Brussels proposes a new asylum pact without mandatory quotas

The last proposal on asylum and immigration, which included quotas and mandatory distribution of refugees as a solution to the 2015 crisis, generated a deep division of which the European Union it has not been replenished. The immigration system does not work and the Twenty-seven have not been able to fix it in the last five years as evidenced by the tragedy in the Moria refugee camp (Greece). The European Comission aspires to overcome this impasse with a new pact that proposes to use development policy as a bargaining chip to convince third countries to accept back irregular immigrants who do not meet the requirements to stay in Europe, which proposes to speed up procedures and decisions on asylum and expulsion and that creates a flexible solidarity mechanism that does not include mandatory distribution quotas to prevent the plan from crashing against the resistance of countries like Hungary.

The Community Executive is aware of the sensitivity that this policy generates in the Member States, with countries that flatly refuse to host part of the immigrants who disembark on the coasts of Mediterranean countries such as Greece, Malta, Italy or Spain to ease the burden on these countries. A refusal that has led to overcrowded fields on the Greek islands and boats that have nowhere to dock to disembark the rescued immigrants.

“What we are proposing today is a European solution, rebuilding trust between Member States and restoring citizens’ trust in our ability to manage immigration as a union. The EU has proven in other areas that it can take steps to reconcile divergent perspectives & rdquor ;, explained the President of the European Commission, Ursula von der Leyen, after approval of the plan by the commissars’ college. “It is time to respond to the challenges of jointly managing immigration, with a proper balance between solidarity and responsibility,” she added.

Objective: increase expulsions

To achieve this balance, Brussels proposes to build the new policy based on more effective and faster procedures at the external borders to determine who can stay on the European continent and who should be expelled. All persons rescued on the high seas or arriving without prior authorization will be subject to a health and security examination to determine their identity and whether they constitute a threat to public safety or health.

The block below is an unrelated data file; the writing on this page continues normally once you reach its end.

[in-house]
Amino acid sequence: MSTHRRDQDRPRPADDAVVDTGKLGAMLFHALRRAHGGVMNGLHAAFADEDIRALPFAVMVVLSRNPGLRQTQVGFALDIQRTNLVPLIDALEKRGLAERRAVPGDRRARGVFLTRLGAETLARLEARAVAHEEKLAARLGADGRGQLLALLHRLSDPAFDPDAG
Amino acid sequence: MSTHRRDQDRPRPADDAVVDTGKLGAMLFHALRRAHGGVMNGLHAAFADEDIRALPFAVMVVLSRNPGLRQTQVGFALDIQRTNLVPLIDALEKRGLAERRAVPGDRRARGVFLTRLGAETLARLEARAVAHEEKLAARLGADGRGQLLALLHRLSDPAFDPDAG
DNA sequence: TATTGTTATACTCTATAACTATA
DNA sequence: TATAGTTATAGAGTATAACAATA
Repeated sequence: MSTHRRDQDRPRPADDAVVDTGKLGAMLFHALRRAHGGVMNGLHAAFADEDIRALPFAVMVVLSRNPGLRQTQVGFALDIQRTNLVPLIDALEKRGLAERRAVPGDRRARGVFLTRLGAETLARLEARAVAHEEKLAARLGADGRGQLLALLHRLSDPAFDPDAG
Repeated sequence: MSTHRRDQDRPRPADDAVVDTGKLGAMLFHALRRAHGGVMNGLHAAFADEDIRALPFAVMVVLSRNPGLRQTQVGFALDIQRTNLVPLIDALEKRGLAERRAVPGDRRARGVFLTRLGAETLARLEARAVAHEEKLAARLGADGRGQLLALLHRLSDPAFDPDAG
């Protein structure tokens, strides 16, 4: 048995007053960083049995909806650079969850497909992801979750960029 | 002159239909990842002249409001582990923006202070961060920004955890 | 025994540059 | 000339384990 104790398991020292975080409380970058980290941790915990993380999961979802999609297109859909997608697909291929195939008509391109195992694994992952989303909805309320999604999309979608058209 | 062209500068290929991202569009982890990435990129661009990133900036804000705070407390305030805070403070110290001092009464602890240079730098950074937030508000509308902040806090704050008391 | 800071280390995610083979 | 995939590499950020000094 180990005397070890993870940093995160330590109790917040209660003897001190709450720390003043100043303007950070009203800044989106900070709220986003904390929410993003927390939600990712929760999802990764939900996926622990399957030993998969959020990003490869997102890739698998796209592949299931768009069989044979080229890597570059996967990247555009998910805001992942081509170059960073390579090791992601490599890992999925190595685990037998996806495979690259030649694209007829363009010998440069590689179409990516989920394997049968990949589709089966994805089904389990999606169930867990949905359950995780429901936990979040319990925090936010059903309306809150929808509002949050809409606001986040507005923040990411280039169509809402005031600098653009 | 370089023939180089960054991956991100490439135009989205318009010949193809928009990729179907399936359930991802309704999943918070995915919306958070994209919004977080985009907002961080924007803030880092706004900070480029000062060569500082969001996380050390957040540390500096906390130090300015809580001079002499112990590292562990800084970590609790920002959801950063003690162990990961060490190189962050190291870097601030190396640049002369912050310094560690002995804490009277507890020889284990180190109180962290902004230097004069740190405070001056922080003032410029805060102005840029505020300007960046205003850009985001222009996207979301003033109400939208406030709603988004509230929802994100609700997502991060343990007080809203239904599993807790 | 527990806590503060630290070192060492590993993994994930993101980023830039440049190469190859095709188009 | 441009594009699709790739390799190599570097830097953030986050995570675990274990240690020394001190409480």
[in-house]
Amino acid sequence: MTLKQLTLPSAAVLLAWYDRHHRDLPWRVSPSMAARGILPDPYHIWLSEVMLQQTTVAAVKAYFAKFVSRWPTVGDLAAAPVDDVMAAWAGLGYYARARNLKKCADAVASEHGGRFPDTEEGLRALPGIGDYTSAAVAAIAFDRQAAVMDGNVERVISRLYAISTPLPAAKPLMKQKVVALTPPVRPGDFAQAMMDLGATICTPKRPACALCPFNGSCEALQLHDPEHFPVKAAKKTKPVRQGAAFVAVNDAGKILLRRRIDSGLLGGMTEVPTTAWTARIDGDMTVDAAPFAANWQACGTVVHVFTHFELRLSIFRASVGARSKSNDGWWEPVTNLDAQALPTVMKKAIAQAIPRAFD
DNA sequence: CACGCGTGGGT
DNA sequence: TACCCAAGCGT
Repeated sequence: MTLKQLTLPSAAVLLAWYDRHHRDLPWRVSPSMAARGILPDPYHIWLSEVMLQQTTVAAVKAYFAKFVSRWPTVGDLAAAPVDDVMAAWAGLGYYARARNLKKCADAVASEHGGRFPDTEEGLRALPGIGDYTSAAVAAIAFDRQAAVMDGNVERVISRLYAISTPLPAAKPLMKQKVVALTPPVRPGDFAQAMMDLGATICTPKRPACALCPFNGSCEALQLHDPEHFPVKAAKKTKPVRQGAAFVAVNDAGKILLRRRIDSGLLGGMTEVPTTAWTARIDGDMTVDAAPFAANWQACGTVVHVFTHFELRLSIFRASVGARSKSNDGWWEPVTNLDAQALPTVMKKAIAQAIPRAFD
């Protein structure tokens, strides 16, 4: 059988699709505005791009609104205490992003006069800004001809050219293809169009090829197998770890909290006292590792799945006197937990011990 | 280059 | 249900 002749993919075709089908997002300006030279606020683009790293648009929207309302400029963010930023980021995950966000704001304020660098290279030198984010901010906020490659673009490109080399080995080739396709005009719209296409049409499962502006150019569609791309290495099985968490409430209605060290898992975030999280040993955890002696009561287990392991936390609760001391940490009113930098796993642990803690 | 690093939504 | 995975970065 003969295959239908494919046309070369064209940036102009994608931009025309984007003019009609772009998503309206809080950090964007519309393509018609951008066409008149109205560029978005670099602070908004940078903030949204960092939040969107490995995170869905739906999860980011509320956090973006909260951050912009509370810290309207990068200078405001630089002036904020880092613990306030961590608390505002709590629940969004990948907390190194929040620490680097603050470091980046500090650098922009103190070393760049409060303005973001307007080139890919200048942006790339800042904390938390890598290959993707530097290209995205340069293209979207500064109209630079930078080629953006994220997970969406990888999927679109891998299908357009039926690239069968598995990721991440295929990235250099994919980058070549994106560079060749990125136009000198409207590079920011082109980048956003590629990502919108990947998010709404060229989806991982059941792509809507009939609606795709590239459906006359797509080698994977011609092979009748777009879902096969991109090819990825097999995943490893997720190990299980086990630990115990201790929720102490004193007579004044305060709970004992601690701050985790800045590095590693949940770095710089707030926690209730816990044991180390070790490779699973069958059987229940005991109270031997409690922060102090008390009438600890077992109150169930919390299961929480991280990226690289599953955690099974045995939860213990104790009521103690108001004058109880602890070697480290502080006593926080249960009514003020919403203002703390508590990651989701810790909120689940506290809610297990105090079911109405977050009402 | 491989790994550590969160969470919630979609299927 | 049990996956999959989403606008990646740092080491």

The idea is to quickly check who is eligible for asylum and who should be expelled. For example, according to data from the Commission, each year around 370,000 applications for international protection are rejected, but only a third of these people are repatriated to their countries. If the asylum application is not justified, the person in question must be deported quickly and avoid spending months “in limbo & rdquor ;. To encourage the acceptance by third countries of their nationals, Brussels proposes to negotiate tailor-made agreements with the different countries of origin using development aid, obtaining work or study visas as well as other economic and commercial advantages. In this area, Brussels proposes to appoint a European return coordinator to make the system more coherent.

Solidarity on demand

The second great pillar of the plan is the creation of a permanent solidarity mechanism. All Member States, without exception, will have to contribute and support countries experiencing a migration crisis or a peak in arrivals, although there will be no asylum quotas and no relocation will be mandatory. To prevent the Visegrad countries – Hungary, Poland, the Czech Republic and Slovakia – and other member states reluctant to welcome immigrants from vetoing the plan, Brussels proposes to respond with “flexible contributions”.

“All concerns deserve to be recognized and addressed and that is exactly what we are doing today. We have also learned the lessons of 2016. The wounds and failure of the EU to foster an agreement is very much on our minds and that is why we have to start with everyone on board & rdquor ;, explained the Vice President Margaritis Schinas.

This means that member states may refuse to host refugees but will have to show solidarity in another way, for example by assuming responsibility for the expulsion of irregular immigrants without the right to remain in the EU or giving operational support. “Under sponsored returns, Member States will give all necessary support to the Member State under pressure to quickly return those who do not have the right to stay, with the Member State coming out in support assuming full responsibility (for the immigrant) if the return is not carried out within the established period & rdquor ;, points out the communication.



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